“I am particularly interested in Kikugoro VII,” says Miyoko Goto, “because he fulfills all the qualifications for a Kabuki actor and because he can play both tachiyaku and onnagata roles equally well, while his father Baiko remained an onnagata.”

Goto should know, as she has followed Kikugoro VII’s family since she was just a child.

“I was 14 years old when I was taken to see a kabuki performance at the Tokyo Theater by my parents soon after the end of World War II,” Goto told The Japan Times. “And over the past 60 years, I have followed the performances of the three generations of the actors who performed on that memorable day.”

What she saw in June 1946 was “Sukeroku,” in which Kikugoro VII’s father, Onoe Baiko, a young onnagata (an actor specializing in female roles), played the courtesan Agemaki. Baiko had been adopted by Onoe Kikugoro VI (1885-1949), one of the greatest actors active in the first half of the 20th century. Though Kikugoro VI was a superb tachiyaku (male lead) in both jidaimono (historical) and sewamono (realistic) plays, Baiko chose to become an onnagata. For his performances, Baiko was ultimately honored as a National Living Treasure.

Baiko never took his adopted father’s prestigious stage name, saving it instead for his son Hideyuki Terajima. Terajima made his debut in 1948 at age six under the stage name Ushinosuke, succeeding to the name of Onoe Kikugoro in 1973 after spending eight years as Kikunosuke. Three years ago, Kikugoro VII himself was declared a National Living Treasure.

“After each shumei (succession to a stage name),” Goto says, “a kabuki actor shows a remarkable change in his performance.”

Goto, who was one of NHK’s pioneer female announcers, covered kabuki for the television station, interviewing renowned writers and actors. Since her retirement from NHK in 1988, she has taught and written about kabuki and served at the National Theater in Hanzomon as a trustee for the past 10 years.

“I followed Baiko’s stages until his death in 1995. My interest in him has since been transferred to his son Kikugoro VII and grandson Kikunosuke” Goto said. “To be partial to one kabuki actor means to be partial to members of his family.”

“The best way to enjoy kabuki,” Goto suggests, “is to choose your favorite actor and try to see every stage in which he appears.”

Kabuki actors inherit the roles that they can play from their families. In the past 33 years, the 64-year-old Kikugoro VII has performed many of Baiko’s female roles, as well as male parts in historical and realistic plays from the repertory of his predecessor, Kikugoro VI. For example, last November, Kikugoro VII gave an excellent performance as the Governess Masaoka in “Sendaihagi (Bush Clovers in Sendai)” at the Kabuki-za in his father’s style of historical acting. Then, in one of the Kabuki-za’s yearend performances in December, he played Otama, a prostitute working at Yanaka in Ueno. The striking female character in Shotaro Ikenami’s masterwork in shin (new) kabuki was written for Baiko in 1975.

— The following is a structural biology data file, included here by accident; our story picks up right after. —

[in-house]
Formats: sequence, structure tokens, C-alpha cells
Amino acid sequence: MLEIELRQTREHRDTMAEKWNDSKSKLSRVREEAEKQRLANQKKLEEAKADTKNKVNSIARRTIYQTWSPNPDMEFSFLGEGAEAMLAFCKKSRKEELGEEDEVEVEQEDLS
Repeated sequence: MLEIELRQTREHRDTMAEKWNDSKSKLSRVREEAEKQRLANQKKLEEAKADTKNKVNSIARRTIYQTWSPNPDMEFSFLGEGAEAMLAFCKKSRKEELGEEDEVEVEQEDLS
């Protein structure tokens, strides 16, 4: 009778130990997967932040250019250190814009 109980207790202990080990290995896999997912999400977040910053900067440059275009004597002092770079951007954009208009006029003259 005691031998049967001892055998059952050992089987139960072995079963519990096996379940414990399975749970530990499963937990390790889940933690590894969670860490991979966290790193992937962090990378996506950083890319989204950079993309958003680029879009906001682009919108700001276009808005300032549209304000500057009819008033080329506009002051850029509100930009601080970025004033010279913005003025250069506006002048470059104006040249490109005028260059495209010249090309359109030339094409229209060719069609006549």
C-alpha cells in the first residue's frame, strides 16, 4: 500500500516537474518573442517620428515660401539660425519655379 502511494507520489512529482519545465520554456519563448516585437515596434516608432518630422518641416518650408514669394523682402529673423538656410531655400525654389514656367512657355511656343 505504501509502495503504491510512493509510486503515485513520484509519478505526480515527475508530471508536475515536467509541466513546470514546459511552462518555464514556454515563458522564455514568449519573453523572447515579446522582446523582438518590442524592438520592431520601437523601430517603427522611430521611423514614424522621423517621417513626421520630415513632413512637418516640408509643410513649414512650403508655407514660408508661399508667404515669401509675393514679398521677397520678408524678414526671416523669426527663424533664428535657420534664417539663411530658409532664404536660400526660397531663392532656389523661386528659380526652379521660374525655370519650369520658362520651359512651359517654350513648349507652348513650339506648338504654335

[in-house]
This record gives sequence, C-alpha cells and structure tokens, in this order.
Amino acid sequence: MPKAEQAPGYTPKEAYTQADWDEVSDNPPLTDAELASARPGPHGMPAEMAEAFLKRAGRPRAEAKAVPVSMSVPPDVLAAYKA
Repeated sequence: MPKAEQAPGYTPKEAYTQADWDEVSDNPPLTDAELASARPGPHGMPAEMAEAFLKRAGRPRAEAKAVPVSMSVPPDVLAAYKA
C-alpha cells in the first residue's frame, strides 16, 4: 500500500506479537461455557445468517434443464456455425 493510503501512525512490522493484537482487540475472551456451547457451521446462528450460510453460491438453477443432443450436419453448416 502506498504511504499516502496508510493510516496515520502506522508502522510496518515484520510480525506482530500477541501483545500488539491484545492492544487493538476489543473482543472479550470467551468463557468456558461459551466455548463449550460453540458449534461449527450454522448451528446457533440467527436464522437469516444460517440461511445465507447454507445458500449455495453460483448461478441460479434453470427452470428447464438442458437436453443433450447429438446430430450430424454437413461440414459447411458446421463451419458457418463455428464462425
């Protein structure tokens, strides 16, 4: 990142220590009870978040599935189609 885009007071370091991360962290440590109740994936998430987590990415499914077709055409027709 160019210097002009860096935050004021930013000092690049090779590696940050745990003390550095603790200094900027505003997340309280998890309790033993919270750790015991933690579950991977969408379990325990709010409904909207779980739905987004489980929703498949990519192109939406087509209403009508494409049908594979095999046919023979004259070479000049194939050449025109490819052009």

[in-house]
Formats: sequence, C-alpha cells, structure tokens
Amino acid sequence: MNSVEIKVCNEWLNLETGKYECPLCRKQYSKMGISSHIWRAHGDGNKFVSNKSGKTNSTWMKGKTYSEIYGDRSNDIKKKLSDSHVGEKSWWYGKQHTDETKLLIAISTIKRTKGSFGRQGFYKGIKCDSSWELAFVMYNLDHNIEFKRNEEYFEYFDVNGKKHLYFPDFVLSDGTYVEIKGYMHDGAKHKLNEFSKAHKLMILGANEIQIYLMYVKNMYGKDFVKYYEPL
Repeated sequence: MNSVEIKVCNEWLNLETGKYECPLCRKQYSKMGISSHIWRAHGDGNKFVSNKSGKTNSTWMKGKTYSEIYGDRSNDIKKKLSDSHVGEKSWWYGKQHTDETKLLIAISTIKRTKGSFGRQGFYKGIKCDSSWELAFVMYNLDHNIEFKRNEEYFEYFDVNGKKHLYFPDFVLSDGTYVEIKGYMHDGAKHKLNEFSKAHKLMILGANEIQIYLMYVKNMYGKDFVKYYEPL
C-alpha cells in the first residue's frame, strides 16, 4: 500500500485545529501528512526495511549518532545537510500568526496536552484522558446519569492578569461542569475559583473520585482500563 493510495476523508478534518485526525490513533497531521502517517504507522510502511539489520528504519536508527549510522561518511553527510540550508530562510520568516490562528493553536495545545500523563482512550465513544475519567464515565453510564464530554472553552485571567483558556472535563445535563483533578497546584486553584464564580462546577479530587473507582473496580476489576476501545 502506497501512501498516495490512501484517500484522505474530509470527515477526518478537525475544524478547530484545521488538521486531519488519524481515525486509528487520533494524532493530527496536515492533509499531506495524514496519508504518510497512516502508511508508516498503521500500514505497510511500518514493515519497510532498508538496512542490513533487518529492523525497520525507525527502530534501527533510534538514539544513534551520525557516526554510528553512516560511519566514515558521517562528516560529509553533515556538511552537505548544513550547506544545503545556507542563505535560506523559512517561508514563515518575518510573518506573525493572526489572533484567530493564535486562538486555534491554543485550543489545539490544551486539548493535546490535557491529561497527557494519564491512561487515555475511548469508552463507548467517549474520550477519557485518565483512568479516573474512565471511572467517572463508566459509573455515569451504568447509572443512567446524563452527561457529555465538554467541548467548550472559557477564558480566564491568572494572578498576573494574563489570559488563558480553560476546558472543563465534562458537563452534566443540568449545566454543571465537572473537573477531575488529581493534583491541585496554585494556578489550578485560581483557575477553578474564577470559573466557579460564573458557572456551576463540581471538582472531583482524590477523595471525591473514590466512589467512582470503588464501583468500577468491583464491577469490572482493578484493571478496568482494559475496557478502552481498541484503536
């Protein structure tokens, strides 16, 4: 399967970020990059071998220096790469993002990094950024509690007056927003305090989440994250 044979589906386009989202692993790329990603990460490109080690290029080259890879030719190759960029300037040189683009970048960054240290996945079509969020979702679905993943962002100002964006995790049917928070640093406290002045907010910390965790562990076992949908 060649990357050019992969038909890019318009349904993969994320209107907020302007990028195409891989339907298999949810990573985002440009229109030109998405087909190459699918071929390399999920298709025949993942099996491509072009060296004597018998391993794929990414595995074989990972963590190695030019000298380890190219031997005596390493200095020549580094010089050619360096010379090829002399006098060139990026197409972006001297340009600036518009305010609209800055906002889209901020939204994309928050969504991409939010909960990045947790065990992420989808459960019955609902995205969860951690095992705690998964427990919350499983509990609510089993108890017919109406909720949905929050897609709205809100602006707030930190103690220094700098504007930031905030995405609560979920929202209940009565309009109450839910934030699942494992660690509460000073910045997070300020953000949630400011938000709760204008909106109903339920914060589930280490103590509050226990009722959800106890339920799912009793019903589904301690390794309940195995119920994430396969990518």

Attracted to the youth and innocence of the young samurai Shozo Masuda, Otama helps avenge his father’s death by throwing a knife at the killer. When she meets Shozo 28 years later, she is shocked to find a drastic change in him as he has become worldly and jaded. As she watches him go away, Kikugoro VII was able to tenderly reveal the faint attachment Otama still has for a man she had once loved.

“It is thrilling to find how Kikugoro VII resembles his father Baiko in the last moment of this scene,” Goto says.

In a modern sewamono play entitled “The Leather Wallet Found on the Shiba Beach,” that was also presented at the Kabuki-za last December, Kikugoro VII played Masagoro, a good-natured, hen-pecked fish vendor living in Edo. Kikugoro VI adapted the play to the kabuki stage in 1922 from a story by San’yutei Encho, a master of rakugo (storytelling about common people). As Masagoro is one of Kikugoro VII’s favorite sewamono roles — he has performed it many times since 1990 — he exhibits a mastery of the style of acting as it was perfected by Kikugoro VI.

In the National Theater’s New Year Kabuki program, which celebrates the 40th anniversary of its founding, Kikugoro VII is directing “The 53 Stations on the Tokaido.” The play was written by Mimasuya Nisoji and collaborators in 1835 for Onoe Kikugoro III to commemorate the publication of Ando Hiroshige’s famous ukiyo-e prints on the same subject. The spectacular five-act play is being revived by the National Theater and a group of excellent actors including Bando Mitsugoro and Nakamura Tokizo for the first time in 166 years.

The play begins in Kyoto and ends at Nihonbashi in Edo, with various adventures taking place at the nine stations along the Tokaido. Kikugoro VII has three roles in the production: Shimizu-no Kanja Yoshitaka, the son of the 12th-century warlord Kiso Yoshinaka, who wants to control the country by harnessing the mysterious power of a giant rat (performed in the historical acting style of Kikugoro VI); Sayoginu Oshichi, a prostitute in Yoshiwara (in the onnagata style of acting reminiscent of his father Baiko); and an old woman who turns into a ferocious cat (in the manner presented originally by Kikugoro III in 1835).

Kikugoro VII’s son Kikunosuke, 29, plays a handsome, young samurai called Shirai Gonpachi, who travels in search of a precious sword stolen from the house of Daimyo Oe, whom his father once served.

“I am delighted to find that Kikunosuke has grown remarkably as a kabuki actor who is able to play both tachiyaku and onnagata roles,” Goto says. “He can now perform with his father, forming a real family team.”

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